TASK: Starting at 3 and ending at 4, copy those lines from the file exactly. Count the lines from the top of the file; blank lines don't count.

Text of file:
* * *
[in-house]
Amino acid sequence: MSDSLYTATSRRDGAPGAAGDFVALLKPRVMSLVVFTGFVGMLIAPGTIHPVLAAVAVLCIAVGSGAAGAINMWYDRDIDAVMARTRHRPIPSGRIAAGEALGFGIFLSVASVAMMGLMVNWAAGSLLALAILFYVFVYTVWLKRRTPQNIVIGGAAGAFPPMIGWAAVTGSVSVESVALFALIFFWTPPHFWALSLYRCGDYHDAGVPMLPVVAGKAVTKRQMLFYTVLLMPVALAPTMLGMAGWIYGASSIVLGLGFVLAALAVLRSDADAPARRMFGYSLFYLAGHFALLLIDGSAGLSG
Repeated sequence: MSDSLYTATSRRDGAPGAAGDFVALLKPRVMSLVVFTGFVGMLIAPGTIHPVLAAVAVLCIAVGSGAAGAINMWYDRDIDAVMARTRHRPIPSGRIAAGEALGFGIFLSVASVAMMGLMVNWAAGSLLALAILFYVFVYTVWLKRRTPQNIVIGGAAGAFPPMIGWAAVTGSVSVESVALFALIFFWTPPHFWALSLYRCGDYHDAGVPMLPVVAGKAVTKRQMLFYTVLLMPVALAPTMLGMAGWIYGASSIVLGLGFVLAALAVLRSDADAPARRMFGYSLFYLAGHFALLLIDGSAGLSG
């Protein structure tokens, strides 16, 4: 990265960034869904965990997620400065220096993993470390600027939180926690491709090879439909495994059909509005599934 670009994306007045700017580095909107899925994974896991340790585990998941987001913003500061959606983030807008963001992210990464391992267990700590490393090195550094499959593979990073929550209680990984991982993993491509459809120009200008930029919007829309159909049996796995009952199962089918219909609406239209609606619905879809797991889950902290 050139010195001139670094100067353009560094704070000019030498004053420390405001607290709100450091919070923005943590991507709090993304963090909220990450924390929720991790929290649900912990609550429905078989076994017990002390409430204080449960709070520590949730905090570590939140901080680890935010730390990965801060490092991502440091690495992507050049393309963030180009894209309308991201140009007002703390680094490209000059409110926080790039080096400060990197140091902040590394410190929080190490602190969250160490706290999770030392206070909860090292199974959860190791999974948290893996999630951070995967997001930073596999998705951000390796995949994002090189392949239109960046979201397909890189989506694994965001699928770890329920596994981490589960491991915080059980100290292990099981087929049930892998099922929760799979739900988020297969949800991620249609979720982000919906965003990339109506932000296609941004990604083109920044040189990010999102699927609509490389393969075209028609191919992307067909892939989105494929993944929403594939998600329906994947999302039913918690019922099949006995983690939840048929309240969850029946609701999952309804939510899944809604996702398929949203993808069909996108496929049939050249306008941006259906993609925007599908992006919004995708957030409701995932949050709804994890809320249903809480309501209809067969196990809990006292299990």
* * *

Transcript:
Repeated sequence: MSDSLYTATSRRDGAPGAAGDFVALLKPRVMSLVVFTGFVGMLIAPGTIHPVLAAVAVLCIAVGSGAAGAINMWYDRDIDAVMARTRHRPIPSGRIAAGEALGFGIFLSVASVAMMGLMVNWAAGSLLALAILFYVFVYTVWLKRRTPQNIVIGGAAGAFPPMIGWAAVTGSVSVESVALFALIFFWTPPHFWALSLYRCGDYHDAGVPMLPVVAGKAVTKRQMLFYTVLLMPVALAPTMLGMAGWIYGASSIVLGLGFVLAALAVLRSDADAPARRMFGYSLFYLAGHFALLLIDGSAGLSG
């Protein structure tokens, strides 16, 4: 990265960034869904965990997620400065220096993993470390600027939180926690491709090879439909495994059909509005599934 670009994306007045700017580095909107899925994974896991340790585990998941987001913003500061959606983030807008963001992210990464391992267990700590490393090195550094499959593979990073929550209680990984991982993993491509459809120009200008930029919007829309159909049996796995009952199962089918219909609406239209609606619905879809797991889950902290 050139010195001139670094100067353009560094704070000019030498004053420390405001607290709100450091919070923005943590991507709090993304963090909220990450924390929720991790929290649900912990609550429905078989076994017990002390409430204080449960709070520590949730905090570590939140901080680890935010730390990965801060490092991502440091690495992507050049393309963030180009894209309308991201140009007002703390680094490209000059409110926080790039080096400060990197140091902040590394410190929080190490602190969250160490706290999770030392206070909860090292199974959860190791999974948290893996999630951070995967997001930073596999998705951000390796995949994002090189392949239109960046979201397909890189989506694994965001699928770890329920596994981490589960491991915080059980100290292990099981087929049930892998099922929760799979739900988020297969949800991620249609979720982000919906965003990339109506932000296609941004990604083109920044040189990010999102699927609509490389393969075209028609191919992307067909892939989105494929993944929403594939998600329906994947999302039913918690019922099949006995983690939840048929309240969850029946609701999952309804939510899944809604996702398929949203993808069909996108496929049939050249306008941006259906993609925007599908992006919004995708957030409701995932949050709804994890809320249903809480309501209809067969196990809990006292299990």